As pottery is one of the earliest inventions of mankind, with some objects dating back to 29,000 BCE, it is no surprise that its enduring influence, functionality, and value as an art form has permeated throughout millennia.
Perhaps one of the most highly regarded forms of pottery is ceramic porcelain. Since its initial creation, porcelain has remained consistently impressive with audiences for its variety of functions, durability, and aesthetic beauty. From pots to vases to figurines to contemporary works of art, the porcelain ceramics category is a broad one. With such a rich history, it is no wonder that even today ceramics continue to thrive as an artform.
Porcelain is created by heating non-metal materials, typically kaolin, in a kiln at high temperatures. It earns its name from the Italian word porcellana, coined by Marco Polo on his time in China, meaning cowrie shell, for its resemblance of a shell. Alternately, it is often called ‘china’ due to its initial introduction to European countries from Chinese imports. Its manufacturing process is much more difficult than other types of pottery, and is thus widely regarded as the most prestigious form of pottery. It is admired for its white pigmentation, translucence, and impermeability. Its ability to be modeled with relative ease and compatibility with paints and glazes allows for a great variety of decorative uses.
"Since its initial creation, porcelain has remained consistently impressive with audiences for its variety of functions, durability, and aesthetic beauty."
Porcelain was originally invented in China between 2000 and 1200 years ago. Its creation was a slow, eventual process, and so it is difficult to narrow down to a precise date of introduction. The Tang Dynasty, from 618-907 AD, saw the introduction of primitive forms of porcelain, while porcelain in the form it is most widely known for today came about some time during the Yuan Dynasty, from 1279-1368 AD. By this time, porcelain wares had already been exported to the Islamic word, where they were greatly admired and valued.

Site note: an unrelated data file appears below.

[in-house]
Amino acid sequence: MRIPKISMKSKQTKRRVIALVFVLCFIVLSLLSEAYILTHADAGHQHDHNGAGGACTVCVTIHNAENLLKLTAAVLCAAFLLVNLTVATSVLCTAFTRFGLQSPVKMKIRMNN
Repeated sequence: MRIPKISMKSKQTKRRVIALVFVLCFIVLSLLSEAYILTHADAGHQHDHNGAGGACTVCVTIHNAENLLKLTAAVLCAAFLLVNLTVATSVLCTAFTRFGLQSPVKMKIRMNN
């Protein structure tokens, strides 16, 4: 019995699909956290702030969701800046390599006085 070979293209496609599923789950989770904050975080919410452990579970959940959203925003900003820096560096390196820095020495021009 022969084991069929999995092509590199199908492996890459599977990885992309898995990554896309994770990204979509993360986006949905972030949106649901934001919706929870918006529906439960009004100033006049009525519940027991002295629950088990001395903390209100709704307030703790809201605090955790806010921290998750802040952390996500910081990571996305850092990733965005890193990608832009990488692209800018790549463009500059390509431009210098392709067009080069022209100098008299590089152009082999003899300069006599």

Porcelain ceramics started being exported to Europe, Asia, and Africa via the Silk Road by the time of the Ming Dynasty, which took place from 1368-1644 AD. Immediately the material became highly prized and coveted amongst Europe’s elite, imbedding itself permanently into European art and culture.
Although Chinese porcelain ceramics were consistently popular amongst the Japanese upper classes, Japan would also come to form its own porcelain tradition. The Japanese Invasions of Korea that took place from 1592-1598 brought over captive Korean potters who introduced a new type of kiln. Soon thereafter porcelain clay was discovered near Arita and the subsequent production of porcelain in Japan began. With one of the world’s longest standing ceramic traditions, Japanese potters were able to combine their own knowledge and techniques with the Chinese in order to create a great range of porcelain ceramic styles.
There are three different main types of porcelain called soft paste, hard paste, and bone china. Hard paste porcelains were created in China and are the earliest of forms of porcelain. It was made from petuntse, or china stone, mixed with kaolin, and ground into a fine powder. The kaolin made it able for the ceramic piece to maintain its shape while the petuntse vitrified.
The introduction of soft paste porcelains was a result of Europeans attempting to mimic the Chinese porcelain effect. They used mixtures of clay, and frit, sometimes including sandstone and lime. This is typically considered a lesser type of porcelain due to its tendency to slump in the kiln, difficulty of which to remove dirt from, and relative fragility.
Bone china was first created in order to compete with Chinese porcelain products in England in 1748. Its composition consists of bone ashes, kaolin, and petuntse, and it chips far less easily compared to hard paste porcelain. Bone china tends to be preferred in the UK and United States, while hard paste china remains most favorable on the European continent.
With pottery having existed since the earliest of societies, it has evolved and developed alongside civilization and mankind. Porcelain ceramics are an example of this, showcasing how one medium spread from one country across the whole world, becoming integrated in the visual culture of multiple nations across the globe. Its hardness of composition contrasted with its delicate beauty has proven the material as a high form of art, striking awe in audiences for centuries. It is no wonder that people today remain fascinated by the medium and artform; Thus it is without a doubt ceramic porcelain will remain to be one of the most highly prized and admirable categories in pottery and art.